The severe US dollar shortage in Egypt has prompted major international credit rating agencies to downgrade the country’s long-term sovereign credit rating. Despite the downgrade, the agencies maintain a stable outlook, signaling optimism for Egypt’s investment climate.
Finance Minister Mohamed Maait attributes the stable outlook to government efforts in accelerating structural reforms to encourage investment and empower the private sector. Egypt is currently grappling with an unprecedented US dollar shortage, leading to significant disparities between official and parallel market exchange rates.
According to financial and equity market analyst Hanin El-Mahdy, the ongoing global debt crisis has led major credit rating institutions such as S&P, Moody’s, and Fitch to downgrade ratings for both developed and developing countries. Egypt, facing a continuous downgrading, is particularly affected due to the risk of insolvency arising from increasing debt levels, as measured by the Debt to GDP ratio. El-Mahdy emphasizes the worldwide impact of the debt crisis on credit ratings.
International credit rating reports play a crucial role in helping foreign investors assess the future economic outlook for Egypt and determine whether it is a suitable investment destination. Despite Egypt’s multiple credit rating downgrades, El-Mahdy notes that investors continue to inject more capital into the economy, whether through the stock market or by acquiring various types of Egyptian treasuries. The geographic importance of Egypt in the MENA region, coupled with its role in international trade, highlights the necessity of maintaining a flow of foreign liquidity to support the economy.
Egyptian bonds, resistant to the dollar, are increasingly attracting investors, as reported by Citi Bank. The devaluation of the Egyptian Pound (EGP) and the hyperinflation in the Egyptian economy are drawing more foreign investors to the Egyptian stock market. The implementation of economic reforms, such as the government’s plan to sell shares in public companies, further enhances the appeal of Egyptian treasuries.
Furthermore, El-Mahdy pointed out that news about Arab deposits being added to the Central Bank of Egypt’s (CBE) foreign reserves solidifies Egypt as a haven destination. This, along with the growing inflow of foreign direct investments in Egypt, contributes to an increase in foreign liquidity.
Shedding light on the Israel-Hamas war in Gaza and its likely impact on the scene, El-Mahdy notes that despite the geopolitical shock, the CBE’s USD foreign reserves have increased to $35.1 billion.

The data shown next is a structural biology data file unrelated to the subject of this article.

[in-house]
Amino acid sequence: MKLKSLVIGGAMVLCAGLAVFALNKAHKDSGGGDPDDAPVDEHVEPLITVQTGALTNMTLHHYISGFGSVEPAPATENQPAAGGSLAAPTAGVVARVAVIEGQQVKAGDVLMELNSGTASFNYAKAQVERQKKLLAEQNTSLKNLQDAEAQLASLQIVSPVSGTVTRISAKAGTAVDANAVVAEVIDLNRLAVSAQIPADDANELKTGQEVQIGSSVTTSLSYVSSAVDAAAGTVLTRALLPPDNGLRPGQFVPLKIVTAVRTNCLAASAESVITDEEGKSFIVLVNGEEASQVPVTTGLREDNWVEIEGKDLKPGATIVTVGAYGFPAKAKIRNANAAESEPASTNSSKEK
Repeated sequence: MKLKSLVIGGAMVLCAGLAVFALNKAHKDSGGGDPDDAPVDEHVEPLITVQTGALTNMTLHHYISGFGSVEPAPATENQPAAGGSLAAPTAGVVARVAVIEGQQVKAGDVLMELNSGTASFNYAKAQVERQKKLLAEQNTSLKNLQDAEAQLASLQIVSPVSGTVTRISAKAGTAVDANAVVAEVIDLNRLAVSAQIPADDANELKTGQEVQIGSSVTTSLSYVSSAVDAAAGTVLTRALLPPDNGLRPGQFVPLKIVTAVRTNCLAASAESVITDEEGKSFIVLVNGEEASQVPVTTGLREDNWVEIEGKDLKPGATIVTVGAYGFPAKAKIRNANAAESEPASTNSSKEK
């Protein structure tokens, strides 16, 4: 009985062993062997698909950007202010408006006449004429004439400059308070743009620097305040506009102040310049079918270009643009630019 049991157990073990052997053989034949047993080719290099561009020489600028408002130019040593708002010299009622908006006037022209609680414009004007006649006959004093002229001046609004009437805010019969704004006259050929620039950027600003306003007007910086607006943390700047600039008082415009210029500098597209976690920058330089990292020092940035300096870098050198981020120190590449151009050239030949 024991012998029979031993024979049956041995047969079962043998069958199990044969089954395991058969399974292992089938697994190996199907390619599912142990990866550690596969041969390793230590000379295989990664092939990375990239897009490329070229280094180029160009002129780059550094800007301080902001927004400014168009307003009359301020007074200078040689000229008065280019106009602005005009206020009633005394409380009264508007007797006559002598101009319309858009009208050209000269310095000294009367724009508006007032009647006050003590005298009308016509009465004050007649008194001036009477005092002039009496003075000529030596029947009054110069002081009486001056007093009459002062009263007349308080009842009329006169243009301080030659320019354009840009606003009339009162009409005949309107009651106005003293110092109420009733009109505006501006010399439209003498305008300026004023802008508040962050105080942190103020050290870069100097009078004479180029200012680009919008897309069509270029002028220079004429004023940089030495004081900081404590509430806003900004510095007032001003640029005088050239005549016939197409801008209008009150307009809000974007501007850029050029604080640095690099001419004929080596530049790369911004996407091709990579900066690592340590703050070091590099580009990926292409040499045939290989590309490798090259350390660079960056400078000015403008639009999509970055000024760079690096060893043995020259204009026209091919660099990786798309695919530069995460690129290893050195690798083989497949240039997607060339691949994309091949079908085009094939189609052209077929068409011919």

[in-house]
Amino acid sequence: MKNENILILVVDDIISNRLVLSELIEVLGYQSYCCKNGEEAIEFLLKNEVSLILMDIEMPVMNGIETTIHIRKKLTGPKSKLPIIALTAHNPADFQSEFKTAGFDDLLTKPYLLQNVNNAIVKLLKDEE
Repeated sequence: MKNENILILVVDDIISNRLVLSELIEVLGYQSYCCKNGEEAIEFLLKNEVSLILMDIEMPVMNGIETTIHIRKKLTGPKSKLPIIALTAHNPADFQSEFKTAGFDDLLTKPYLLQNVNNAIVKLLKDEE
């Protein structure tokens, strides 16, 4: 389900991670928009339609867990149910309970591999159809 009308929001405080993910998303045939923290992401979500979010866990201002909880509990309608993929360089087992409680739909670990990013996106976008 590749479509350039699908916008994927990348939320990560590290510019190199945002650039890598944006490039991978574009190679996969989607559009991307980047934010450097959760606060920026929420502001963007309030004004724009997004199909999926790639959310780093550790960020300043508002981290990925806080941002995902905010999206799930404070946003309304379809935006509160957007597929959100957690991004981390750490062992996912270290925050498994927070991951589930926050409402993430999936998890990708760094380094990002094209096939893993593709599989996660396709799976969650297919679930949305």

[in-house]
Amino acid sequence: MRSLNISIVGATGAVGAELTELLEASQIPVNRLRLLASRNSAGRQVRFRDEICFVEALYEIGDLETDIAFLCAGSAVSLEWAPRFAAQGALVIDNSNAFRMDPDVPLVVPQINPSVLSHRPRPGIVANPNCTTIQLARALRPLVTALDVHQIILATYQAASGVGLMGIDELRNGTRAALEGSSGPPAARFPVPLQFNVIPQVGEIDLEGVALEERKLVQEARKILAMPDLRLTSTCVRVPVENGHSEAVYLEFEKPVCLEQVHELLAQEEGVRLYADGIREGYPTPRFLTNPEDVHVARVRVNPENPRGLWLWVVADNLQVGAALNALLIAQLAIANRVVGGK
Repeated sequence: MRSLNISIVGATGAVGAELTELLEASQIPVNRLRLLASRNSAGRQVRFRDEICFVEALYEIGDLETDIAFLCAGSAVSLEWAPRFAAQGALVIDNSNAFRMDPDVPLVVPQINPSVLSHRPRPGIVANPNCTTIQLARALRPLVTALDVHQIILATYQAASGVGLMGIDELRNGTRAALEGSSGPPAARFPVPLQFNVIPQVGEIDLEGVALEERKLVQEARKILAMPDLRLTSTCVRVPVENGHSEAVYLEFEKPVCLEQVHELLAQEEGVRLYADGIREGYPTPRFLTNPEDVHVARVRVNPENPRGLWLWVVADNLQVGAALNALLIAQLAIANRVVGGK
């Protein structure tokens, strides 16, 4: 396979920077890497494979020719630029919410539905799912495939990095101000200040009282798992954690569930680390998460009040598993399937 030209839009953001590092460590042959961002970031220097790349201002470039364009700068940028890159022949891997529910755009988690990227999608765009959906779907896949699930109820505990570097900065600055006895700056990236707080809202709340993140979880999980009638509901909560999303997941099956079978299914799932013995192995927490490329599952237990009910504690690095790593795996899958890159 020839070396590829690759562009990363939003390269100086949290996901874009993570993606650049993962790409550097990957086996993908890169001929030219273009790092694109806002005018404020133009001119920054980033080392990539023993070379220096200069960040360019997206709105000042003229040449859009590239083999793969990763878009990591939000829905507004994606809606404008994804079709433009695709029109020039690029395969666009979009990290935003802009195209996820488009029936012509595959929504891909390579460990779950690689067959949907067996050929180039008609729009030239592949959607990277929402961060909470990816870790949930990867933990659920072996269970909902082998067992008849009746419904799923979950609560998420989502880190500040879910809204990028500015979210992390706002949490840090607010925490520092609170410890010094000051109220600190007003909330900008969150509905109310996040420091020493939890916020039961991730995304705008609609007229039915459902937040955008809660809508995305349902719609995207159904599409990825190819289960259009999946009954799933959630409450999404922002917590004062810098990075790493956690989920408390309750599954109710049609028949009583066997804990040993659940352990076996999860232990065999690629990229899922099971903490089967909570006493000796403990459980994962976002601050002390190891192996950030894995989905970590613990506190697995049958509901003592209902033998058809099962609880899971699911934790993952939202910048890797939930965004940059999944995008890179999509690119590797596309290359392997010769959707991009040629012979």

Last week, Kuwait extended the maturity of a $4 billion deposit at the CBE to back the country’s international reserves. The deposit includes two sums valued at $2 billion each due in April and September.
“In a nutshell, the predicted impact of such reports should be negative on investors’ behavior however it is creating a positive impact on the Egyptian economy as well as on investors’ behavior,” according to El-Mahdy.
Speaking to Business Monthly, Nashwa Saleh, Associate Professor of Finance and Fintech at Kingston Business School in London, emphasizes that as long as there is a substantial gap between the US dollar rate in Egypt’s official market and the parallel market, the pressure on Egypt’s credit rating will persist, negatively impacting macroeconomic indicators.
Saleh points out, “As long as the fourth wave of local currency devaluation against the US dollar has not been applied yet, foreign direct investments (FDIs) and remittance inflows could increase the pressure of a likely downgrade of Egypt’s outlook to negative.”
According to Fitch Ratings’ report on Egypt, the stable outlook reflects expectations that Egypt’s reforms, including the privatization program, the slowdown of mega projects, and exchange rate adjustments, will accelerate after the presidential elections scheduled in December. The report suggests that this could pave the way for a new and potentially larger IMF program and additional support from the Gulf Cooperation Council (GCC).
In recent days, both Qatar and Saudi Arabia announced plans to increase their investments in Egypt. Additionally, the Managing Director of the IMF, Kristalina Georgieva, stated that the Fund is considering raising the value of the current $3 billion loan deal for Egypt amid the geopolitical tension in the Middle East.
Egypt has also unveiled a plan to collect $191 billion to replenish its US dollar liquidity through 2026, mainly sourced from revenues in tourism, the Suez Canal, maritime services, outsourcing services in the IT sector, along with remittances and merchandise exports.